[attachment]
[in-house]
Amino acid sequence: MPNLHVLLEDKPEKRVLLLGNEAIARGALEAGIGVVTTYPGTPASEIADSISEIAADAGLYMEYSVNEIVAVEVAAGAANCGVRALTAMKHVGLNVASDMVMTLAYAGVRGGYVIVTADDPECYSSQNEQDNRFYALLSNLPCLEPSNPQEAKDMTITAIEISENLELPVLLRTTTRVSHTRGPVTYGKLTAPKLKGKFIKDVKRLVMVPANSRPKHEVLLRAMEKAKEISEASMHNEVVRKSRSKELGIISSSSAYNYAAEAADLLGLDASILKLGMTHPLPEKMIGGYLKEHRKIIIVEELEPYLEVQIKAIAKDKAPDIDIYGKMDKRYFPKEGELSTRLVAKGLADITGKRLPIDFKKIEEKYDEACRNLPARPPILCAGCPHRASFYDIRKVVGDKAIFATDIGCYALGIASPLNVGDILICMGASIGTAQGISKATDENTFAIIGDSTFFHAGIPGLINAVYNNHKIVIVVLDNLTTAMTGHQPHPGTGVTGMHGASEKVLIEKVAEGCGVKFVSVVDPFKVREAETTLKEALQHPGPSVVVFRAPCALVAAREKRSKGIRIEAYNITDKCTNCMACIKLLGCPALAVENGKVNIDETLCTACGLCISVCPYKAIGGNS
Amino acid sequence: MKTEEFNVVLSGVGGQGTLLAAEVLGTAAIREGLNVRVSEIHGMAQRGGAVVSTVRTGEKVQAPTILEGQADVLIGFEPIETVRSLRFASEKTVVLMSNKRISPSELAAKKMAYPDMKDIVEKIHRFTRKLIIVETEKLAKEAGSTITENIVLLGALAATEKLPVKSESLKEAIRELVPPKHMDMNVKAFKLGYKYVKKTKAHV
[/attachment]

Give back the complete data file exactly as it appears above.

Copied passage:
[in-house]
Amino acid sequence: MPNLHVLLEDKPEKRVLLLGNEAIARGALEAGIGVVTTYPGTPASEIADSISEIAADAGLYMEYSVNEIVAVEVAAGAANCGVRALTAMKHVGLNVASDMVMTLAYAGVRGGYVIVTADDPECYSSQNEQDNRFYALLSNLPCLEPSNPQEAKDMTITAIEISENLELPVLLRTTTRVSHTRGPVTYGKLTAPKLKGKFIKDVKRLVMVPANSRPKHEVLLRAMEKAKEISEASMHNEVVRKSRSKELGIISSSSAYNYAAEAADLLGLDASILKLGMTHPLPEKMIGGYLKEHRKIIIVEELEPYLEVQIKAIAKDKAPDIDIYGKMDKRYFPKEGELSTRLVAKGLADITGKRLPIDFKKIEEKYDEACRNLPARPPILCAGCPHRASFYDIRKVVGDKAIFATDIGCYALGIASPLNVGDILICMGASIGTAQGISKATDENTFAIIGDSTFFHAGIPGLINAVYNNHKIVIVVLDNLTTAMTGHQPHPGTGVTGMHGASEKVLIEKVAEGCGVKFVSVVDPFKVREAETTLKEALQHPGPSVVVFRAPCALVAAREKRSKGIRIEAYNITDKCTNCMACIKLLGCPALAVENGKVNIDETLCTACGLCISVCPYKAIGGNS
Amino acid sequence: MKTEEFNVVLSGVGGQGTLLAAEVLGTAAIREGLNVRVSEIHGMAQRGGAVVSTVRTGEKVQAPTILEGQADVLIGFEPIETVRSLRFASEKTVVLMSNKRISPSELAAKKMAYPDMKDIVEKIHRFTRKLIIVETEKLAKEAGSTITENIVLLGALAATEKLPVKSESLKEAIRELVPPKHMDMNVKAFKLGYKYVKKTKAHV